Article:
1.2. Super-resolution in medical images

When the medical image is generated by the instrument, the image often contains noise. There are also some artifacts and other noise in MRIs. Poor-quality DWI affects the quality of other mappings. It is impossible to reconstruct more accurate neural connections. Trinh et al. (2014) noted that noise or blur in the image often destroys the image contrast and affects diagnostic accuracy. The super-resolution model is a commonly used medical image reconstruction method. Using similar (same organization and type) and high-quality medical images as training resources can help us build accurate models between high-resolution and low-resolution images. To accurately perform super-resolution, Dinh-Hoan Trinh et al. designed an architecture with the first layer of the architecture for training a noise removal model (Trinh et al., 2012b) and the second layer for training a super-resolution model (Trinh et al., 2012a). These research contributions to image processing help to overcome the shortcomings of imaging hardware.

1.3. Super-resolution diffusion MRI

During the past 20 years, many pioneers have attempted to track the brain connectome of animals (Esther, 2020). Understanding neural connections helps scientists conduct cognitive behavioral research. There are many nerve fiber intersections in the brain that need to be observed, and the size is between 30 and 50 nanometers. In the past, kissing and curvature situations in the brain connectome could not be reconstructed due to insufficient image resolution. Although diffusion spectrum imaging (DSI), q-ball imaging (QBI), and generalized q-sampling imaging (GQI) models can solve these problems, these methods are still limited by their image resolution. Improving image resolution has become an important task. With the progress of deep learning, obtaining high-resolution images with a better signal-to-noise ratio has become easier. The dilemma encountered in reconstructing the brain connectome has been overcome, and scholars have been able to complete their research with high precision requirements.

1.4. Convolutional neural network

Convolutional neural networks (CNNs) are widely used in computer vision fields (LeCun et al., 1989) and have become popular in image classification. In 2012, the deep learning network AlexNet won the ImageNet competition championship with a top-5 error rate of 15.4% (Cui et al., 2017) by overtaking SVM machine learning technology. Deep learning gradually replaced SVM in the ILSVRC competition. AlexNet is composed of convolution layers, which can extract features from image data. There are some pooling layers and rectified linear unit (ReLU) layers between the convolution layers. During the convolution operation, image features are obtained. Downsampling and emphasizing features are important processes. The pooling layer can complete this operation. A reduction in the number of parameters can reduce hardware usage and computing time (Krizhevsky et al., 2012). The operation of the convolutional layer involves linear transformation. When the excitation function is not used, the neural network executes only linear transformation, and the approximate ability of the network is limited. The use of ReLU can improve the nonlinear characteristics of the convolutional network (Nair and Hinton, 2010). The nonlinear function can represent the nonlinear and complex arbitrary function mapping between the input and output. With the above characteristics, CNNs can efficiently process image data.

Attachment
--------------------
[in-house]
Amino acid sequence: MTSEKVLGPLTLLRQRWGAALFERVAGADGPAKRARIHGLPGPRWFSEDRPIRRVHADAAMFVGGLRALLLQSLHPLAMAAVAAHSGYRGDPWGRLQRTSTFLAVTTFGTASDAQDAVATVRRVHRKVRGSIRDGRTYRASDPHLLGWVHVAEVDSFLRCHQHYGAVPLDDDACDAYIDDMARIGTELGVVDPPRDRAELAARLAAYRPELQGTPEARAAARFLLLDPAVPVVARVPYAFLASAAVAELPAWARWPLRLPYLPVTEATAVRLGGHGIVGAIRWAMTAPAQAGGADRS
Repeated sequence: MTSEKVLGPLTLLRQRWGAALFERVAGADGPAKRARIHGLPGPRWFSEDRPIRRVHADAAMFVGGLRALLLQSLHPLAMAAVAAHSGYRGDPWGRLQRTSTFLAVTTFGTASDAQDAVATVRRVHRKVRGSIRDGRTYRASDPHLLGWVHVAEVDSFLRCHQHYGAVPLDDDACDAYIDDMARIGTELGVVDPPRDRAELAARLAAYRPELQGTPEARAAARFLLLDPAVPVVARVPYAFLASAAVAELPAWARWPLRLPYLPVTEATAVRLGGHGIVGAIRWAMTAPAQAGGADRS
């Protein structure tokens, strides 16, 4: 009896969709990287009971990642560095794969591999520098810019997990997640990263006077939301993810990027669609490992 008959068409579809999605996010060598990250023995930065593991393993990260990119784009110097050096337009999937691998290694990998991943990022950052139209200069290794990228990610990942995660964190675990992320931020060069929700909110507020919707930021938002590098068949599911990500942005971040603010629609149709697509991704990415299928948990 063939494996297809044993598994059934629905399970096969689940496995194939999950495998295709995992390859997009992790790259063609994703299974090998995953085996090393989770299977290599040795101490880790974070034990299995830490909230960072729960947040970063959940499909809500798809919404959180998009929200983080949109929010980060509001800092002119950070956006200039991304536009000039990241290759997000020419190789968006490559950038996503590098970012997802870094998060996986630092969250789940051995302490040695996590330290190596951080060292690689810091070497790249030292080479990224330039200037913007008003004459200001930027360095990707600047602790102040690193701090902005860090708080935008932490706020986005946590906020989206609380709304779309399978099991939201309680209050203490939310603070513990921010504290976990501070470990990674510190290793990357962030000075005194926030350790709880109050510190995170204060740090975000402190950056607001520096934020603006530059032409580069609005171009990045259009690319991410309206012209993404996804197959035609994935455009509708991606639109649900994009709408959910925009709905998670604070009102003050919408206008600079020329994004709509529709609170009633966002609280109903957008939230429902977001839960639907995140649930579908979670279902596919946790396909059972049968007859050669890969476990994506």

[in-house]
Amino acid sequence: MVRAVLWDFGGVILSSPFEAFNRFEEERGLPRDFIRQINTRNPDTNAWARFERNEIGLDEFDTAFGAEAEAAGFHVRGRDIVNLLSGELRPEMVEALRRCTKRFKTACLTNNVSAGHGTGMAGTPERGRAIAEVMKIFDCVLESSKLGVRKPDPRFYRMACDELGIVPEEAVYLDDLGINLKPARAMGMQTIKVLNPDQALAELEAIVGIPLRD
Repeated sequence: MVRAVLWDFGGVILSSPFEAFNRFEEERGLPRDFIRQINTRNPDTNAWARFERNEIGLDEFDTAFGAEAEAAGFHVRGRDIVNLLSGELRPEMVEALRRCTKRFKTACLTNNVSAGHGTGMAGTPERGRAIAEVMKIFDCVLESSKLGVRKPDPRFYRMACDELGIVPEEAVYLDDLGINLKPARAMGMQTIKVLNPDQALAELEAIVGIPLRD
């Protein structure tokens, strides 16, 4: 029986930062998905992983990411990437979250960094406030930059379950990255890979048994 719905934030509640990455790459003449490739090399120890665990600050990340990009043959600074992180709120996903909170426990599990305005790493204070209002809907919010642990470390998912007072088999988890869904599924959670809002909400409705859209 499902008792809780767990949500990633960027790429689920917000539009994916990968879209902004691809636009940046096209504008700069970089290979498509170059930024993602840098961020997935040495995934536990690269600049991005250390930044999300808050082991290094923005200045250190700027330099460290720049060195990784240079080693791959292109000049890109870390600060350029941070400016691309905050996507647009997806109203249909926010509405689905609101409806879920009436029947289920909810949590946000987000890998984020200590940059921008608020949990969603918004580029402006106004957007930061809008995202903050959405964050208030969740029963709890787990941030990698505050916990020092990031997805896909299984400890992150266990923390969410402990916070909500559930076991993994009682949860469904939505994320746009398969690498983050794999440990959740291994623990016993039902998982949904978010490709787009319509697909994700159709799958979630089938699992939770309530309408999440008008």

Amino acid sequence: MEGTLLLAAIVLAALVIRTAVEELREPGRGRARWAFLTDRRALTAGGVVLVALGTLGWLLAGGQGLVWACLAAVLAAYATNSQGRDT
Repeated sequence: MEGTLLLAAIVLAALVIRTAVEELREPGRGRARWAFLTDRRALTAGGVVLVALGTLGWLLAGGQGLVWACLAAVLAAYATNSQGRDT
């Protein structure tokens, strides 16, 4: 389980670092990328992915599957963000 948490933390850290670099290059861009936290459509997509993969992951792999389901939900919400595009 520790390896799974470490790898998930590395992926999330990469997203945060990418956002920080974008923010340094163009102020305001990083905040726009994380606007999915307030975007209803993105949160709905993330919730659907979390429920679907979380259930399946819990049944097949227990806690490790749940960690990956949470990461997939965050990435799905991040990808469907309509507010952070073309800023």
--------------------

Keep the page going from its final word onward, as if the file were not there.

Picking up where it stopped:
1.5. Super-resolution convolutional neural network

Chao et al. proposed a super-resolution convolutional neural network (SRCNN), a neural network composed of three convolutional layers, to implement 2D image super-resolution (Dong et al., 2016). They obtained mapping between high-resolution images and low-resolution images through this structure. Pham et al. (2017) extended the 2D SRCNN to a 3D architecture. They achieved super-resolution on MRI T1 images. Although the number of training parameters increased several times due to the expansion from the 2D network to the 3D network, the resolution of the in-plane and through-plane can be increased with a 3D model. The process of 3D image super-resolution can be simplified. Compared with the implantation method, higher PSNR and higher structural similarity index measure (SSIM) images can be obtained. Lin et al. (2021) adopted a deep neural network structure in super-resolution model training for diffusion MRI. Their method is suitable for images with wide-range intensity. Chatterjee et al. (2021) adopted UNet for training a super-resolution model and reconstructed the brain connectome with DWI results.